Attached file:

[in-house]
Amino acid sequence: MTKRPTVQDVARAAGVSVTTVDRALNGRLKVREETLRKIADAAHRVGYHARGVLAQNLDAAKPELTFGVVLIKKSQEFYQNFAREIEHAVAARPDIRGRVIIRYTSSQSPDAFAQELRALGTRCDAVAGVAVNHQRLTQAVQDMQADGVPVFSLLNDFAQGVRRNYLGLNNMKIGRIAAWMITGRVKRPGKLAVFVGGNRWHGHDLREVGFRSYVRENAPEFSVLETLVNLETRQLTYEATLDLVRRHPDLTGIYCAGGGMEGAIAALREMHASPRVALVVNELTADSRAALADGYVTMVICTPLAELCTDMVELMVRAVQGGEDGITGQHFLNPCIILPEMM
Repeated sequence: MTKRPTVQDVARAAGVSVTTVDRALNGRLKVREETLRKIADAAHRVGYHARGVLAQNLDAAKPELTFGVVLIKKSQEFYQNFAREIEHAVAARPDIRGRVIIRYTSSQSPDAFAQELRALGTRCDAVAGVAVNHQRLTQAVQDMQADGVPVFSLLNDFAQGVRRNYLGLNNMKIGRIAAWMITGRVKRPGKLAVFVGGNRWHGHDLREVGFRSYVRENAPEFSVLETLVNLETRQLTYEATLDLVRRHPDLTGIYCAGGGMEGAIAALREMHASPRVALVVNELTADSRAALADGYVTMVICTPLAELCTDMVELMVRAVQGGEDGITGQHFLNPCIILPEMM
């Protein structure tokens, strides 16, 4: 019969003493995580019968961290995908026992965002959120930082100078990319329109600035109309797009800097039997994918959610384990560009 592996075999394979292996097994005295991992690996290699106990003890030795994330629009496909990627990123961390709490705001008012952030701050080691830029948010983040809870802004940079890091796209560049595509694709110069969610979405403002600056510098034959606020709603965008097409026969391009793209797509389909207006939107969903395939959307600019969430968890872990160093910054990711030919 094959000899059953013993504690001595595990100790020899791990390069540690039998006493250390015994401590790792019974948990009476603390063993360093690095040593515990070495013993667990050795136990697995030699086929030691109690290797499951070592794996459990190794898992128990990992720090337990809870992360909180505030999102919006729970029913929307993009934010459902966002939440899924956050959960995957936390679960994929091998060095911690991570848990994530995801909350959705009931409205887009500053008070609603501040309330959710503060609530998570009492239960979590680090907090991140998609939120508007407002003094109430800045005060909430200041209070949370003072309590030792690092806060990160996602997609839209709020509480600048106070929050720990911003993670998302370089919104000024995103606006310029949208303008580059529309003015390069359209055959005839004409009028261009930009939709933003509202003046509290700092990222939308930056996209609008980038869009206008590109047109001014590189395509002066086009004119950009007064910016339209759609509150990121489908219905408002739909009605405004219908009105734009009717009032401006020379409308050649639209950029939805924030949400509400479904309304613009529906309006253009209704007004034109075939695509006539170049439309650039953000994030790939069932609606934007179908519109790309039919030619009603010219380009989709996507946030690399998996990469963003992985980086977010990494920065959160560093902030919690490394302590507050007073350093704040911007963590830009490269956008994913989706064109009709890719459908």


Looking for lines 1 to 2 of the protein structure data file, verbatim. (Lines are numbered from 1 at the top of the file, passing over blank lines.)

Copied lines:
[in-house]
Amino acid sequence: MTKRPTVQDVARAAGVSVTTVDRALNGRLKVREETLRKIADAAHRVGYHARGVLAQNLDAAKPELTFGVVLIKKSQEFYQNFAREIEHAVAARPDIRGRVIIRYTSSQSPDAFAQELRALGTRCDAVAGVAVNHQRLTQAVQDMQADGVPVFSLLNDFAQGVRRNYLGLNNMKIGRIAAWMITGRVKRPGKLAVFVGGNRWHGHDLREVGFRSYVRENAPEFSVLETLVNLETRQLTYEATLDLVRRHPDLTGIYCAGGGMEGAIAALREMHASPRVALVVNELTADSRAALADGYVTMVICTPLAELCTDMVELMVRAVQGGEDGITGQHFLNPCIILPEMM